Because 'Olympic Park' is the name of an official entity at an Olympic Games. Just like Olympic Games is the name of a competition.
And one can use indefinite articles before proper nouns that are names. I just did it with 'Olympic Games'. (See also a World Series example below.)
Note that you can also say Olympic park (i.e., a common noun) when referring to a park that happens to be an Olympic Park.
This is the same as referring to a country's National Zoo (the name of an official entity) as a 'national zoo'. The only difference is that 'Olympics' is always capitalized.
...an Olympic Park is typically a central campus for sports and ceremonies related to the games, but in Boston's case, Olympic Park would be all of downtown. [emphases mine]
Source: Boston is Olympic Park, Dorchester Avenue is Olympic Boulevard--UPDATE 2/4/15
The proposal does not include plans for an Olympic Park, O’Connell said. The city itself would fill that role.[emphasis mine]
(But note the very next sentence: “We see Boston as the Olympic park,” he said. And see below for my comments.)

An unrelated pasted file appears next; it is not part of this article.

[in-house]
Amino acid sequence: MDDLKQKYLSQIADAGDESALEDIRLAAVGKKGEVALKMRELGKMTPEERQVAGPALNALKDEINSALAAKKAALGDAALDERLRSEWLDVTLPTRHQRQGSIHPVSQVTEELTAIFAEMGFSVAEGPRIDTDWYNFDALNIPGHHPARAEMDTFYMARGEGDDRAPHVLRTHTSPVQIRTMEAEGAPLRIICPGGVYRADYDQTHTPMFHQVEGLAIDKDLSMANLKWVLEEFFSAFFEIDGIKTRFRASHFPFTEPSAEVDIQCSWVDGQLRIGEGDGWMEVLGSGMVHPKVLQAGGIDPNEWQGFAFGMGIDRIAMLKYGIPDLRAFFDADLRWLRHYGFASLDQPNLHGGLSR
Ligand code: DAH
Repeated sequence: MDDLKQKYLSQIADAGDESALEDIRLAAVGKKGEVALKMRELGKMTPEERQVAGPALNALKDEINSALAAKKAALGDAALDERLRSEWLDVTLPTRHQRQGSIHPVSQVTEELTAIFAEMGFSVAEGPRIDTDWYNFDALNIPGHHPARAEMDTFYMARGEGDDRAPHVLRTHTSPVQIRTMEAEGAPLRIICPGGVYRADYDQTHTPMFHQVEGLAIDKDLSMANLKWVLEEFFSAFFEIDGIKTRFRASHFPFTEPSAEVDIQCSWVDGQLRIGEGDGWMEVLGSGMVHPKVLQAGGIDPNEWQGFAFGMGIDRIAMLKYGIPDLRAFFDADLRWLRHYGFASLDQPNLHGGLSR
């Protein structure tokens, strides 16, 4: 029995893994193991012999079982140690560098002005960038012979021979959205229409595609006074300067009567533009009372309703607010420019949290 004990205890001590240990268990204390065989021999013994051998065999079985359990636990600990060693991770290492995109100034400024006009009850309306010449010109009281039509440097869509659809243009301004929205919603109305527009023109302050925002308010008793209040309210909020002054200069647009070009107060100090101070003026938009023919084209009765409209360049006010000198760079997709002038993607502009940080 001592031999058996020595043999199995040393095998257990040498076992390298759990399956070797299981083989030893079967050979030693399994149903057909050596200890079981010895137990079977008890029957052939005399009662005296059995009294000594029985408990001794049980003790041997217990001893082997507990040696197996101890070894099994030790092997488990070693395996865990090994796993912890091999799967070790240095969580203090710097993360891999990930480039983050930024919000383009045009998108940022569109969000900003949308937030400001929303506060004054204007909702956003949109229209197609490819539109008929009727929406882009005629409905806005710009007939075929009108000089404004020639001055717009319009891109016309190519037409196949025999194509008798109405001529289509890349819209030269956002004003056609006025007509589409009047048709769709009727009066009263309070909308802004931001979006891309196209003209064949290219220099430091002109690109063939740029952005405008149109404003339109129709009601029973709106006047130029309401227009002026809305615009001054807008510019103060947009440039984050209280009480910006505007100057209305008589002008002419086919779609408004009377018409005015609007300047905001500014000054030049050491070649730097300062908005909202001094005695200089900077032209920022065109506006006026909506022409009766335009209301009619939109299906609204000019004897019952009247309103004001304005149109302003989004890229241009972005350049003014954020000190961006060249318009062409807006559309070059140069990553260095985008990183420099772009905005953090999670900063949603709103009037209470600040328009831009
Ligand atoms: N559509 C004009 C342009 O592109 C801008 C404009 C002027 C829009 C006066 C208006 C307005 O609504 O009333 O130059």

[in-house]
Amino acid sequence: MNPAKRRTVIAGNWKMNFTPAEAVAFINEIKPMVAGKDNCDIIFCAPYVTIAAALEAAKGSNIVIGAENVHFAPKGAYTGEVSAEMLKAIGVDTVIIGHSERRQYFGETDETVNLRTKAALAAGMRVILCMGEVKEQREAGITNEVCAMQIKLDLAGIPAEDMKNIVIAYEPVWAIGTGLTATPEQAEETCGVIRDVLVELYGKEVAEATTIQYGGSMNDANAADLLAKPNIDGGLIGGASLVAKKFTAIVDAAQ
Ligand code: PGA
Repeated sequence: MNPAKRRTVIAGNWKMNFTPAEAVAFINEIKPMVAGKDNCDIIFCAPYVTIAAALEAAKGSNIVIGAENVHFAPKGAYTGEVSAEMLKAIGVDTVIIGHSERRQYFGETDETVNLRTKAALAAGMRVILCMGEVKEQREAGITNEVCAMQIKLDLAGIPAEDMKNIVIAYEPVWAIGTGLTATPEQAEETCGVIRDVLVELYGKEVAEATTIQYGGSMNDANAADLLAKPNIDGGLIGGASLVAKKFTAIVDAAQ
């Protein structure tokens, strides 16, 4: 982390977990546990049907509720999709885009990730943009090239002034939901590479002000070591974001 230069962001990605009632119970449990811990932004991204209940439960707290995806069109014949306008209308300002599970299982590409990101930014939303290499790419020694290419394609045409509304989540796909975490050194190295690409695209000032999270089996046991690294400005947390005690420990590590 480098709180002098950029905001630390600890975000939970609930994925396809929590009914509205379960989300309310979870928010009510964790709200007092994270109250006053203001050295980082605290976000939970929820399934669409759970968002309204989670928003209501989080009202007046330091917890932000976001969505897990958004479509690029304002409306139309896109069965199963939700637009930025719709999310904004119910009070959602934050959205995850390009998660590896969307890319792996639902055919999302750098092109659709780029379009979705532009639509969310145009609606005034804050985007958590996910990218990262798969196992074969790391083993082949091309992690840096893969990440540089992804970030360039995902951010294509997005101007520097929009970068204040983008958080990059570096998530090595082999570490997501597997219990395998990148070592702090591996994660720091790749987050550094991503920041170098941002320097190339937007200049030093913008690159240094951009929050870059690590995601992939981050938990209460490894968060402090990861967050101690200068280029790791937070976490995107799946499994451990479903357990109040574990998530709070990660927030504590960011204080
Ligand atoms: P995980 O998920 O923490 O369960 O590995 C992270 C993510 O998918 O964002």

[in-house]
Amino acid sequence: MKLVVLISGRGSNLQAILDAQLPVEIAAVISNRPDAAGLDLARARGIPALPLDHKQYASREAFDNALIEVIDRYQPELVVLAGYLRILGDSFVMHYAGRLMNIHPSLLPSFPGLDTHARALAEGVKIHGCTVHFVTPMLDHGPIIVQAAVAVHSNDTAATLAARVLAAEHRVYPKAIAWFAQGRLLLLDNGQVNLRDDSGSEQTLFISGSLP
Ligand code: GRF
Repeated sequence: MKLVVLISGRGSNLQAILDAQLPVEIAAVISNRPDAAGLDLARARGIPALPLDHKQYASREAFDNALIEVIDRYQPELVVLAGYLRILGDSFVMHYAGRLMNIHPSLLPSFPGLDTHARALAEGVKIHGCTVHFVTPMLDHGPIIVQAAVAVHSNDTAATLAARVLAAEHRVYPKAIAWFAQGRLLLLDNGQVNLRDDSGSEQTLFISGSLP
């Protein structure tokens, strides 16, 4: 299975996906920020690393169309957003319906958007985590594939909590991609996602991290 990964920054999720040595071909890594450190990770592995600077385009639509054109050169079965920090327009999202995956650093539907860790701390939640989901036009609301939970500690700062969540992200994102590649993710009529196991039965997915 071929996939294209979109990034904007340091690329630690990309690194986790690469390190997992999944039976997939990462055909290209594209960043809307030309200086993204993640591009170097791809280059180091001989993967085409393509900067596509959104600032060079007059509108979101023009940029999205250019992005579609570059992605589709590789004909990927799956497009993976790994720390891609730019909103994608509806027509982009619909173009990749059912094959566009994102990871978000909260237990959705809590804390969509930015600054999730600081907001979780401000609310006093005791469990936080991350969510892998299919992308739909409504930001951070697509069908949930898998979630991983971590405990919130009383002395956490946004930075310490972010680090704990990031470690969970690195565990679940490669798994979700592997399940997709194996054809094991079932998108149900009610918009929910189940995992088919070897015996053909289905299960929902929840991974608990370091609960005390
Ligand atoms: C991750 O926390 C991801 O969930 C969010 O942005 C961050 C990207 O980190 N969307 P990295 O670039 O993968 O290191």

Source: Lawmakers warm to Boston Olympics bid
The Coastal Cluster will include five ice sport venues, with the stadium for ceremonies centred in an Olympic Park [emphasis mine]
Source: Sochi 2014 Venues
All uses of Olympic Park are as names of an official entity, akin to National Zoo as the name of an official entity.
On the other hand, when referring to a park that happens to be an Olympic Park (the official entity), Olympic park can be used.
Here the capitalized adjective Olympic is used with the common noun park:
“We see Boston as the Olympic park,” he said.
Source: Lawmakers warm to Boston Olympics bid (ibid)
"If you really want to develop a part of a city like East London, it probably makes sense not to use 250 acres [100 hectares] and hundreds of millions of dollars on an Olympic park and stadium. There are probably better uses for that money," Zimbalist said. [emphasis mine]
Source: Pictures: Past Olympic Venues—Rotting, Renovated, Repurposed
This is equivalent to saying "let's not build a national zoo." One is referring to a zoo that happens to be a national zoo, but one is not referring to the official entity's name.
For a related example that shows the use of the indefinite article with the name of an "official entity," here a sports championship series:
World Series is always capitalized even when it does not refer to a specific one.
And one can use an indefinite article:
Remember that a World Series that features the New York Yankees is sure to draw more attention than a World Series that does not.